“Do not adjust your television sets: The BET special celebrating the network’s 30th anniversary scheduled for Sunday evening was nowhere to be found. The show, ‘BET 30: Moments and Movements,’ was supposed to air from 8 to 10 p.m.,” Nancy McKeon reported Monday for the Washington Post.
“An e-mail from a BET press representative sent to The Post at 7:30 p.m., half an hour before the show was to air, said, ‘It appears that we will not be airing the BET special this evening.’ No explanation was given.”
BET spokeswoman Jeanine Liburd told Journal-isms by e-mail Monday night, “Unfortunately, BET 30: Moments and Movements experienced some unforeseen technical difficulties and a solution could not be reached before air time. We sincerely apologize to our viewers and will announce the new air date shortly.”
A note on the BET website Monday night listed a new airtime of Wednesday at 8 p.m. Eastern and Pacific time, 7 p.m. Central.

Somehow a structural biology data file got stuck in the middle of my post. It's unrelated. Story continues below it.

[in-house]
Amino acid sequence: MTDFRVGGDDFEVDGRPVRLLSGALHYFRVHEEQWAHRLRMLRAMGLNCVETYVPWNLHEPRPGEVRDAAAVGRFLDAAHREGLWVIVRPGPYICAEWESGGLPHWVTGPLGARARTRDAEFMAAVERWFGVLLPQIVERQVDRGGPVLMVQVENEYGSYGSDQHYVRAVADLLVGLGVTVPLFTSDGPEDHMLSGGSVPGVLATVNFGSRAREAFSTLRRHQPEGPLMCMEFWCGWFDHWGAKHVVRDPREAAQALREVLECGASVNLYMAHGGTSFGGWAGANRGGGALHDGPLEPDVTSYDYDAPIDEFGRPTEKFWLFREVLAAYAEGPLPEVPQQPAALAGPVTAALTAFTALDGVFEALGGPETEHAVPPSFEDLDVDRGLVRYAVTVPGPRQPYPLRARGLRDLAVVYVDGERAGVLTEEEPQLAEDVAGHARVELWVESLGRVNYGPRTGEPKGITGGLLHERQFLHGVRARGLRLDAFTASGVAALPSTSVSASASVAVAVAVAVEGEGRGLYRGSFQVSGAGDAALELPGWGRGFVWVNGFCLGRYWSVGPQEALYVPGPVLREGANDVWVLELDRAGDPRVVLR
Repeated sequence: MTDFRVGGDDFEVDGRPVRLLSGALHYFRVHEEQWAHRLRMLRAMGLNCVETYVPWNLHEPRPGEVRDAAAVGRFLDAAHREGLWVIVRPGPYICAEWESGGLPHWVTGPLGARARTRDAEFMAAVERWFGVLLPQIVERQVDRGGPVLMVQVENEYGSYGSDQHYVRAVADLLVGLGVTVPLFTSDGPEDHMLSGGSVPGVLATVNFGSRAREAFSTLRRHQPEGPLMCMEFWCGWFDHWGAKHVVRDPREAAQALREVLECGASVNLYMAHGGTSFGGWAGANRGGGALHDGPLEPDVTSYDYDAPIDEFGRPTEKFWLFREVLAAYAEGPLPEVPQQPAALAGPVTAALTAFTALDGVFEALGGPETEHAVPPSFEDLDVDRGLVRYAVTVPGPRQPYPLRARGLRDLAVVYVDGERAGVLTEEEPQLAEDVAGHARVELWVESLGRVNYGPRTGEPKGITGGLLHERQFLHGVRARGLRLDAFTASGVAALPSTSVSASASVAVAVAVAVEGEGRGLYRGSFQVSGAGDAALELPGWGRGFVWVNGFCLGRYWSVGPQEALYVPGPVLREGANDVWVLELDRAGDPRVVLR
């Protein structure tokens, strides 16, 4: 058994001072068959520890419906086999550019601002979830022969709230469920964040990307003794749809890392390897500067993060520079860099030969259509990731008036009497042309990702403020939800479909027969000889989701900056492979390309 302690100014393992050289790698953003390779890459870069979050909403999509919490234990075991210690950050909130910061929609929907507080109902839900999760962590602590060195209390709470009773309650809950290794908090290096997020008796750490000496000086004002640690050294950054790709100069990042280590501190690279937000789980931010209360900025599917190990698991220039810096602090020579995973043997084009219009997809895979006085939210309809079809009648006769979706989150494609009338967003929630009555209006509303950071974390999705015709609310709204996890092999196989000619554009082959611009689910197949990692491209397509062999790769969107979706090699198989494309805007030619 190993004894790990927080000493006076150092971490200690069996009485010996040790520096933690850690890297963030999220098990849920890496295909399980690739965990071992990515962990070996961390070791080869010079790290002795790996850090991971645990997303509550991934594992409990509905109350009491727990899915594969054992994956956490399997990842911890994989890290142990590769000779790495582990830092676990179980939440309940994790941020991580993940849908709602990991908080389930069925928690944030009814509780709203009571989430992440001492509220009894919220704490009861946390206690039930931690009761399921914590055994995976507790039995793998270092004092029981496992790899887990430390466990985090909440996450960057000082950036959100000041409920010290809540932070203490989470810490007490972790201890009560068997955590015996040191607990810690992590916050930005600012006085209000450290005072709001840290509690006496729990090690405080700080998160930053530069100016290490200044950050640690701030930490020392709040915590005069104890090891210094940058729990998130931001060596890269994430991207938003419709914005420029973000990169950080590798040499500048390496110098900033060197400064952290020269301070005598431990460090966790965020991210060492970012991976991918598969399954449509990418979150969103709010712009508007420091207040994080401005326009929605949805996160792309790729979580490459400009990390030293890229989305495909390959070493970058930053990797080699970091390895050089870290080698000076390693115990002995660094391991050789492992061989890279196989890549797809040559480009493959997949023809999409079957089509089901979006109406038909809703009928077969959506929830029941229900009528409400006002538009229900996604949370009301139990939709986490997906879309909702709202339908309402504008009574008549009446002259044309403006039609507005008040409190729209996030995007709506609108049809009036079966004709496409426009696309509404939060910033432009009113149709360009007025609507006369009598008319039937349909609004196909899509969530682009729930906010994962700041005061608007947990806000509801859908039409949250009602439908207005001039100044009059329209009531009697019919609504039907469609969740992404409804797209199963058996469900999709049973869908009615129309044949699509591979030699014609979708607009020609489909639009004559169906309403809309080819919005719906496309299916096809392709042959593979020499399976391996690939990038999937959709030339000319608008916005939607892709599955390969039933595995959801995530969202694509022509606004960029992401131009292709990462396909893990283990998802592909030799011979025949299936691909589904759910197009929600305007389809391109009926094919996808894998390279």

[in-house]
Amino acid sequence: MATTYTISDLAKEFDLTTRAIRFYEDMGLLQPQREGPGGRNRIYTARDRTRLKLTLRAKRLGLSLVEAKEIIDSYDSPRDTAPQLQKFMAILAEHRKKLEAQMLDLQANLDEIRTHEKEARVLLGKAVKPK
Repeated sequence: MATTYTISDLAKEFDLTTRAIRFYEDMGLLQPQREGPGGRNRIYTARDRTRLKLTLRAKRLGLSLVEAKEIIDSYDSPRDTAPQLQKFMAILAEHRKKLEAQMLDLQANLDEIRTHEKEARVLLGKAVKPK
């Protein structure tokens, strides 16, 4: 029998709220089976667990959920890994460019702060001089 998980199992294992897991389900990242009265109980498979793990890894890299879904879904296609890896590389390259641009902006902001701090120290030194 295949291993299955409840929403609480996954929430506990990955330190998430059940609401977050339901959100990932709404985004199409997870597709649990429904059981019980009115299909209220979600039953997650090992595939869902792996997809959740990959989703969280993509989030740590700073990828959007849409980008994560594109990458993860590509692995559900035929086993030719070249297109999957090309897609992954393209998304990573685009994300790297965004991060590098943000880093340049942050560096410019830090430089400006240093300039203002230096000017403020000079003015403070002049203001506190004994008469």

“The show postponement attracted comments to the BET Web site from upset viewers from around the country,” the Post story continued. “A viewer from Philadelphia wrote, ‘I’m very disappointed. BET should at least place a notation at the bottom of the [TV] screen with details of when’ the show will air,” the Post story continued.
While not produced by the News division, “BET 30: Moments and Movements,” was to include “a look at ‘police brutality’ through the eyes of Rodney King; ‘the September 11 attacks’ from the personal insight of Melodie Homer, widow of one of the pilots of Flight 93;” and explore “hip-hop’s commercial rise from the perspective of rap icon Jay-Z. From the effect the Cosby family had in American households to Obama’s meteoric rise to Spike Lee and the emergence of black filmmakers to the crack and HIV/AIDS epidemics devastating urban communities.”
“Seeking to neutralize political opposition to its proposed merger with NBC Universal Inc., Comcast Corp. says it will add four cable networks owned, or partly owned, by African Americans over the next eight years, as well as a new English-language channel aimed at Asian Americans,” Bob Fernandez reported Friday for the Philadelphia Inquirer.